The thing is… we’ve done this before.
You might have grown up on the exceptionally pale original Lost in Space which aired from 1965 – 1968. You might have watched the reruns. Maybe you’re watching the reruns in anticipation of the April 13th debut of the reboot.
Or maybe you were one of the 12 people to watch the 1998 retelling (starring Joey Tribbiani).
I imagine these comparisons are quite tiring for the producers and writers, but given the state of reboots these days, it’s worth asking (no offense, The Rock, but Baywatch wasn’t your best work).
So it’s fair if you’re wandering if yet another reboot is worth your time and effort. We know the story: the Robinsons are on route to colonize (sidebar for sci-fi writers: you should really come up with another word for this; I will mail you my thesaurus) a scouted and inhabitable planet are thrown wildly off course and must fend for themselves if they hope to survive. It’s a conflict we’ve been seeing since 7th grade English class, so is this humans against nature tale do more than just go through the motions?
Full disclosure: I will watch almost anything set in space. Star Trek has my heart, but Star Wars, Firefly, Aliens (all of them), Space Balls, Interstellar, Contact… it honestly doesn’t matter, I’ll watch it. But I know when I’m watching a show because it’s set in space versus when I’m watching a show because it’s good. Make no mistake: Lost in Space is good.
There are a lot of reasons why this iteration works. First, production value. While there are times during original when it looks like the Robinsons are betting their lives on aluminum foil and hope, it looks like Netflix has spared no expense.
The robot? [runs in circle] Whew boy! The. Robot. The robot is impressive in a way I didn’t expect from a non-theatrical release. Its movements and its face, in particular, are disarming. It’s not uncanny valley because it is so obviously a robot but it’s fighting with Wall-E for the mechanized barely verbal champion of my heart. (Skip to about 1:00 to see the robot or treat yourself and watch the whole trailer)
But since the show hinges on being invested in the Robinsons’ survival, let’s talk about the family. Tolstoy wrote “Happy families are all alike; every unhappy family is unhappy in its own way.” One thing the reboot did absolutely right was adding the right bot of complication to the Robinson family dynamic. Each member is layered and what drew me in more with each episode was the slow reveal, the development of each character.
I found myself impressed by Molly Parker’s portrayal of matriarch Maureen Robinson. Her character is brilliant, but falters when it comes to her family. What is best for them? Whose needs should be prioritized at any given moment? She faces questions that are all too familiar to mothers still in this solar system. Parker communicates her inner conflicts with a truly authentic performance.
Her counterpart, John Robinson (Toby Stephens) embodies the dueling priorities of how do I love and also provide (and protect) them when it’s almost impossible to do both at the same time? There are heartbreaking moments and feel good moments, but– all due credit to the writers–they almost always feel earned.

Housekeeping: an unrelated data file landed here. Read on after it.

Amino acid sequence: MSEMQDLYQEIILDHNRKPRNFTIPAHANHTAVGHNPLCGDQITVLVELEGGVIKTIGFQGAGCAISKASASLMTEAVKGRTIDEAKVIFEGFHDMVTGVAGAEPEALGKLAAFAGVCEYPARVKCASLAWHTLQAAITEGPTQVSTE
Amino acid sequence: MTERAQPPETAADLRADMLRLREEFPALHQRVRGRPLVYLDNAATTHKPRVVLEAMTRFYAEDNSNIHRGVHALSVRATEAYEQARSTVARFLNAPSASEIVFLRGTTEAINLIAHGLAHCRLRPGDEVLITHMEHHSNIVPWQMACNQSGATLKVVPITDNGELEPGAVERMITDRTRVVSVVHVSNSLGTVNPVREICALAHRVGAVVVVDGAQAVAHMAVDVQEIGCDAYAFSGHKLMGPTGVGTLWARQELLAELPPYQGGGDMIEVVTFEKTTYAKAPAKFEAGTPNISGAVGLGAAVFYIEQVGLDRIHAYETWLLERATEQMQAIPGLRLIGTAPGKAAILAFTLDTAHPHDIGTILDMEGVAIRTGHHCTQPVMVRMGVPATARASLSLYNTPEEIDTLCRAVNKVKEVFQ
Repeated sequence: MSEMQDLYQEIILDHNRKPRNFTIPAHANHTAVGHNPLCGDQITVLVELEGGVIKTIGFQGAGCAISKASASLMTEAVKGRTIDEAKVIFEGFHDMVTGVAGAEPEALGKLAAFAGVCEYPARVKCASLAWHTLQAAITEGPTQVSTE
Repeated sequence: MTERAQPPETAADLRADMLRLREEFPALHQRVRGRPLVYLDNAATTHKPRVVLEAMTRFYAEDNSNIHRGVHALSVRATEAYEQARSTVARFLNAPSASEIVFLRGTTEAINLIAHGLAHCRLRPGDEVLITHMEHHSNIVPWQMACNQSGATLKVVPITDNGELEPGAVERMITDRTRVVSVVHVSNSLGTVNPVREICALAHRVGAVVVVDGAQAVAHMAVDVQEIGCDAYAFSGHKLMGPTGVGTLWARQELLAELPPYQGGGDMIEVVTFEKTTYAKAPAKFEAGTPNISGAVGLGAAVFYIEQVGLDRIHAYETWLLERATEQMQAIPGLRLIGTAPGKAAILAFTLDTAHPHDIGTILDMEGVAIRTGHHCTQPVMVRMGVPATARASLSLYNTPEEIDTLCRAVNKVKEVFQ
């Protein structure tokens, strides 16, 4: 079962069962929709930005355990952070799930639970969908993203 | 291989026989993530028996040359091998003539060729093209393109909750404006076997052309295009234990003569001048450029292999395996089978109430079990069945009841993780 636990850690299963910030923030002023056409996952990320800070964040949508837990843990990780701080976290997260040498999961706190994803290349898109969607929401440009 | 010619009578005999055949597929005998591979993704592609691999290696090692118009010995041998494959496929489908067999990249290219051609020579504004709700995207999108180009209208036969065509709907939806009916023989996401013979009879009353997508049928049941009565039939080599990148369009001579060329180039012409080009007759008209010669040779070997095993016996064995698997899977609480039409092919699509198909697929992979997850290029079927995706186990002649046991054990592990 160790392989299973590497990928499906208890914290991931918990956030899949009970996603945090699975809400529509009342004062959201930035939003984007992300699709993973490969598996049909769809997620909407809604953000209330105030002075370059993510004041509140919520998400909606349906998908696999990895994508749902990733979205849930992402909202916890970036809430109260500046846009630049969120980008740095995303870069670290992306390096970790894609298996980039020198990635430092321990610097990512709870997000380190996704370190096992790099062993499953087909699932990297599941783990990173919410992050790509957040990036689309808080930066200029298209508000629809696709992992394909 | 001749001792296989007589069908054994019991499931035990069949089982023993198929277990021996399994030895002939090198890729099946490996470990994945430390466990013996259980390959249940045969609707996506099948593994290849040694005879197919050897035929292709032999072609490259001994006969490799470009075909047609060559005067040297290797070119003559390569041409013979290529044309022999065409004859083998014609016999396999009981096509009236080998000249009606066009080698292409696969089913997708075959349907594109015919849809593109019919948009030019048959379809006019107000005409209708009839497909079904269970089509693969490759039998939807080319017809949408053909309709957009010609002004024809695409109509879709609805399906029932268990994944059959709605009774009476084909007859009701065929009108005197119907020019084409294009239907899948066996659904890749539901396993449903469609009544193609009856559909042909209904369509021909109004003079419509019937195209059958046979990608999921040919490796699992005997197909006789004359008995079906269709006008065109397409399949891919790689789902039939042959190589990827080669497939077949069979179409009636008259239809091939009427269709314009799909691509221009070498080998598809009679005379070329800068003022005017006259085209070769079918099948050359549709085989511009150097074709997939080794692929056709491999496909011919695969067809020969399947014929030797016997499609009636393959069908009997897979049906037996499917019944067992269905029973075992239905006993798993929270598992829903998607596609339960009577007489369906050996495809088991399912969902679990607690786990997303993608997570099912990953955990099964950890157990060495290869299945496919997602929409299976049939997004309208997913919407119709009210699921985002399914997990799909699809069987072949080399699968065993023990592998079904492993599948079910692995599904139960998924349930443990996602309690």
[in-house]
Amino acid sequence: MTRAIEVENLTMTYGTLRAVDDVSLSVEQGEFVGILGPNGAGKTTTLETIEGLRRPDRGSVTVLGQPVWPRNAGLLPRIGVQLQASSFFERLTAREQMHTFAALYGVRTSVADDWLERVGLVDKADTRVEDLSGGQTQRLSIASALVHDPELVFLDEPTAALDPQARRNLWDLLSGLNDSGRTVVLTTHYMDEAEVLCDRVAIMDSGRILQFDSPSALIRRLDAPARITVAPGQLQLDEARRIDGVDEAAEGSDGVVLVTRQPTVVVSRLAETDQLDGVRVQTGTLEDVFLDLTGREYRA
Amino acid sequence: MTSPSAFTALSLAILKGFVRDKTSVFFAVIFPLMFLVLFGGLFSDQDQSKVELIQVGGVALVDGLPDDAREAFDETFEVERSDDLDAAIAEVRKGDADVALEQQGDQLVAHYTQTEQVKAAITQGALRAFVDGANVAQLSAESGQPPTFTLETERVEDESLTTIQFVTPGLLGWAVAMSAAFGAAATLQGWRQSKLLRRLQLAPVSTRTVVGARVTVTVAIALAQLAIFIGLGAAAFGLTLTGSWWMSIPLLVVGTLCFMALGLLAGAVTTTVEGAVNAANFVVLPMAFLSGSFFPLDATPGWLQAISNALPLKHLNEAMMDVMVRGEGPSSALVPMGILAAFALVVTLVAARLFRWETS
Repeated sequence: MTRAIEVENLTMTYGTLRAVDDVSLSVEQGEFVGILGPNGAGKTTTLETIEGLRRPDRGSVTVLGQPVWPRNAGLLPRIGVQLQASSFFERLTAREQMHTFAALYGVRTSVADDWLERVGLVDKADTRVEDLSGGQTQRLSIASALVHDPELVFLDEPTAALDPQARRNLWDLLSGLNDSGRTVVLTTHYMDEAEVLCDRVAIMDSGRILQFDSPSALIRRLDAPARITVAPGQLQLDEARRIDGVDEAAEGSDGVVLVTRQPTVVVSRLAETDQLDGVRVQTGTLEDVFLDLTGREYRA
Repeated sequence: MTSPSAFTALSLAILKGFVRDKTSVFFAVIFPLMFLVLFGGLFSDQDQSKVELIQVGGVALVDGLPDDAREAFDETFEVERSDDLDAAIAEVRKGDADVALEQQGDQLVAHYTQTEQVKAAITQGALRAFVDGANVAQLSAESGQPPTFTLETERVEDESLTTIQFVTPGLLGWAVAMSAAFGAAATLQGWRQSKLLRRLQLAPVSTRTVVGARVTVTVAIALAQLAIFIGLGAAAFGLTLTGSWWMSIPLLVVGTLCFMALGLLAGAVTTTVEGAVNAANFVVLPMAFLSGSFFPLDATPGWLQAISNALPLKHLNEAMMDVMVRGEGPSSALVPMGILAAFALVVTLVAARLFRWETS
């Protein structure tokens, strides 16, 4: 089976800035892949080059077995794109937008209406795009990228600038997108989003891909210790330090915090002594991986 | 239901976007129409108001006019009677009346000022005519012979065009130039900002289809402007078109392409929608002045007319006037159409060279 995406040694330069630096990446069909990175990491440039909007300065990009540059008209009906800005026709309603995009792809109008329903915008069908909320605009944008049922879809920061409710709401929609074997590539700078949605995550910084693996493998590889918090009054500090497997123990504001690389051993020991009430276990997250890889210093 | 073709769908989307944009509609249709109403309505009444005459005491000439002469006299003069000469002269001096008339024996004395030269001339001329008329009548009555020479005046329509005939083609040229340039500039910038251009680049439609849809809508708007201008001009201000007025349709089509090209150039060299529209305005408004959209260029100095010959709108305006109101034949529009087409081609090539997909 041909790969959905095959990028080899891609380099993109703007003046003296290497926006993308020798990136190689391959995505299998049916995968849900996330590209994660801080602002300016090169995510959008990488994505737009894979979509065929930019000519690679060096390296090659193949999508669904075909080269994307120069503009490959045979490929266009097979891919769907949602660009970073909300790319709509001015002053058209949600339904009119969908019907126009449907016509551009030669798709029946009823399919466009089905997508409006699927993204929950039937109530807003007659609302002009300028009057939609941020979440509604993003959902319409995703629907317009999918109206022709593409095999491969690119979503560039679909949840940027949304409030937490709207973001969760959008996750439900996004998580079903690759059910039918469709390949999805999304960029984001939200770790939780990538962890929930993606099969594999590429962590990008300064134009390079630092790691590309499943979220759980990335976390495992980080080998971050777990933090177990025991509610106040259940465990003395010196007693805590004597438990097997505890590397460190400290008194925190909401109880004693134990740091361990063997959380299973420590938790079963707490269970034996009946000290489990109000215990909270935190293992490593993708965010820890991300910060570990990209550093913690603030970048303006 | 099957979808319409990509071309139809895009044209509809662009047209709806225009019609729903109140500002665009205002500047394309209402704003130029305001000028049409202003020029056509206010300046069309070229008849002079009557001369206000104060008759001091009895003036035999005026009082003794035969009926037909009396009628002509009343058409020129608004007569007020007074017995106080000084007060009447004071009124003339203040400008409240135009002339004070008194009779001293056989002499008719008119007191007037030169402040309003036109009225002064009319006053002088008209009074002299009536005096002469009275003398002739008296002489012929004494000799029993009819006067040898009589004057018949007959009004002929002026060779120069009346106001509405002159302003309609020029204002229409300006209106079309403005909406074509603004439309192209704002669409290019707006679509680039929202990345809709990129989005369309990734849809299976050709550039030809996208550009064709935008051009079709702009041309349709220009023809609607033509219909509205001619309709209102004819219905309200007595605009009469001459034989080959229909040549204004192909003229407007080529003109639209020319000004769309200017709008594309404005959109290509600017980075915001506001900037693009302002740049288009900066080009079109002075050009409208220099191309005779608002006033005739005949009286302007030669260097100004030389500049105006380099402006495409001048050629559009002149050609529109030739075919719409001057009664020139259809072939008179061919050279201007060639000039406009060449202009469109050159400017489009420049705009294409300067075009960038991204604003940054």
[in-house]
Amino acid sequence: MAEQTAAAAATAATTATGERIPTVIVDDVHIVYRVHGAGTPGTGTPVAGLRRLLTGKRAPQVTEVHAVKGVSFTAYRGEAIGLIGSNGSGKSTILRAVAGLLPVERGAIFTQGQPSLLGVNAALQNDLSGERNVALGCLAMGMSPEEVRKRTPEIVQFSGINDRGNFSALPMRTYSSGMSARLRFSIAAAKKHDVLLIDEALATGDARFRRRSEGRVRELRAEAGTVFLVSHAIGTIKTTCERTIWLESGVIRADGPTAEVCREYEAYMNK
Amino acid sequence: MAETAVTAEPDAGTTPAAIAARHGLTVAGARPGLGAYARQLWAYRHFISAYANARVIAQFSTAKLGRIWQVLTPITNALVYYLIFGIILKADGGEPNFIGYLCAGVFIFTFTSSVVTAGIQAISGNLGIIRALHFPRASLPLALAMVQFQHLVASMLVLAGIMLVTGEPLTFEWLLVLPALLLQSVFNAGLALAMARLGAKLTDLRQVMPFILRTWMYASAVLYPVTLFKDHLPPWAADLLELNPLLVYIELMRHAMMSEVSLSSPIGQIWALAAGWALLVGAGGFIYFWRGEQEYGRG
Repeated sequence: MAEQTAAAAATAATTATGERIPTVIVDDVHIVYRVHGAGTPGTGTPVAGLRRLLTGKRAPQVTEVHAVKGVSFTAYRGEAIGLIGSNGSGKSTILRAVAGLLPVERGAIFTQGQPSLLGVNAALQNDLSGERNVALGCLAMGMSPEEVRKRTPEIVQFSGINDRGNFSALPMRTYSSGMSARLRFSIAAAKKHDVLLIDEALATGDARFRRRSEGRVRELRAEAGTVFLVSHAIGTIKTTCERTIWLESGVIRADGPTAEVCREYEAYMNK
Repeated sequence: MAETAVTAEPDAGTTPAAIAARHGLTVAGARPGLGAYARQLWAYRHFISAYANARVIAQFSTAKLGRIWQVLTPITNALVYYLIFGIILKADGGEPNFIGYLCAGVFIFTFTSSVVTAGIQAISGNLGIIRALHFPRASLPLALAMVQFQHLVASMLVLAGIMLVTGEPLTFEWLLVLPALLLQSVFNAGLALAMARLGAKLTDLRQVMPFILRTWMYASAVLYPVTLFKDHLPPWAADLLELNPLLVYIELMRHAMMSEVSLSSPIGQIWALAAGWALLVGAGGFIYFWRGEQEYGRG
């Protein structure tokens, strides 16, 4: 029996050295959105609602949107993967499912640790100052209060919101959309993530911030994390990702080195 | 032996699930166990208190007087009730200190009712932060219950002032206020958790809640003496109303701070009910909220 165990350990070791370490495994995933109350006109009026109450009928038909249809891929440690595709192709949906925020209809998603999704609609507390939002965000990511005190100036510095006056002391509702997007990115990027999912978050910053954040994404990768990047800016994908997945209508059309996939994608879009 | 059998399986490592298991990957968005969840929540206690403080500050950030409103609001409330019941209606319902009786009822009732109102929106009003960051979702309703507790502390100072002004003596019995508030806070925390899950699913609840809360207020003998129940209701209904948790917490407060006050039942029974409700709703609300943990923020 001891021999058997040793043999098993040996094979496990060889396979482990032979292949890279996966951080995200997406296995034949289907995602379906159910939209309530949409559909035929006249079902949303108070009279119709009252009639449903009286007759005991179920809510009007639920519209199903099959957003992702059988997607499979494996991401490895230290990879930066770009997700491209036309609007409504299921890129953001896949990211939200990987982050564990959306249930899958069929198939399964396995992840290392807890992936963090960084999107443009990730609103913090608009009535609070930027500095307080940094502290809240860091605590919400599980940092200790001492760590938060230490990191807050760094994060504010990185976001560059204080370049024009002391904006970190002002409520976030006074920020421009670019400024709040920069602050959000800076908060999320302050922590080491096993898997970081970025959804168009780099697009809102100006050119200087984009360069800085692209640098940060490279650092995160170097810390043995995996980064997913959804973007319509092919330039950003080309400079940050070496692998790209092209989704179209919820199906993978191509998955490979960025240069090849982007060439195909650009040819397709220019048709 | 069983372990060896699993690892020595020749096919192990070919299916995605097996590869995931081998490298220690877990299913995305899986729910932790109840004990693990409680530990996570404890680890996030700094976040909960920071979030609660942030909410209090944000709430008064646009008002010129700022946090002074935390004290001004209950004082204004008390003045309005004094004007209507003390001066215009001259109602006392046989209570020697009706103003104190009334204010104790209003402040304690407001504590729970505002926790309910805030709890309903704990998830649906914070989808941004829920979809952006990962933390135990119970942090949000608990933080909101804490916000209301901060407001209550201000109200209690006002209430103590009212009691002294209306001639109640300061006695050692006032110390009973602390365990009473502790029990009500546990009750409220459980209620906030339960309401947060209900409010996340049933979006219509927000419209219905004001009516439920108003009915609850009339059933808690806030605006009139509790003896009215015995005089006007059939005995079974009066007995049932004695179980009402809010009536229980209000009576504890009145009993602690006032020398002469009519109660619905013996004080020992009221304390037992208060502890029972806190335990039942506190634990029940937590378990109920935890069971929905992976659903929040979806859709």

Penny Robinson (Mina Sundwall) offers comic relief by often voicing the audience’s concerns. She’s not exactly our voice of reason, but sometimes what you really need is a voice of sarcasm and WTF. The counterpart to her is, for me, Will Robinson (Maxwell Jenkins) who I found to be the embodiment of both my fear and my wonder–and sometimes the bravery we don’t know is in us. His is an actual child-like character. Often, [looks at Wesley Crusher] children aren’t children on sci-fi shows if they are lead characters. Will is a child and his relationship with the robot which could have so easily veered into the awfully cheesy territory.
Judy Robinson, played by Taylor Russell, likewise feels like a kid you might reasonably sit next to in an honors class: brilliant, somewhat haunted and crippled by that brilliance, and trying not-as-successfully-as-she-thinks to mask it. It’d feel disingenuous to not address the question of race. The thing is I’m aware that families need not be homogenous, so after seeing the trailers and promo pictures, I had less question about the logistics of her family as I did about the utilitarianism of tokenism.
If I’m honest, I am less and less patience for shows and movies with all white casts. Even if the shows are good. Even if I like the actors. Even if I like the original. Because I’m going to die one day and so I only have so much time to watch television so I’m going to make sure that I see myself in what I make time to watch.
I don’t want to ignore Ignacio Serricchio’s role as Don West. The Argentinian actor is a PoC, too, but [sings in the key of Gina Rodriguez’s Instagram account harmonizing with Nella Larsen’s novels] it is easy to code him as white, white passing, or racially ambiguous. Want to really think of a radical future? Imagine a future where PoCs are more abundant and vital and less tokenized.
Is that to say that it feels very much like tokenism? Yes. Is that to say it’ll stop me from watching it? No. I’ll watch it and I’ll recommend it. I know that Lt. Uhura was the only black woman on Star Trek and yet her presence has meant so much to so many WoC, but that doesn’t mean I’m not disappointed that Russell is the only WoC with top billing.
Watch Lost in Space. Come for the familiar and comforting puny earthlings against all odds and stay for the character development and emotional engagement.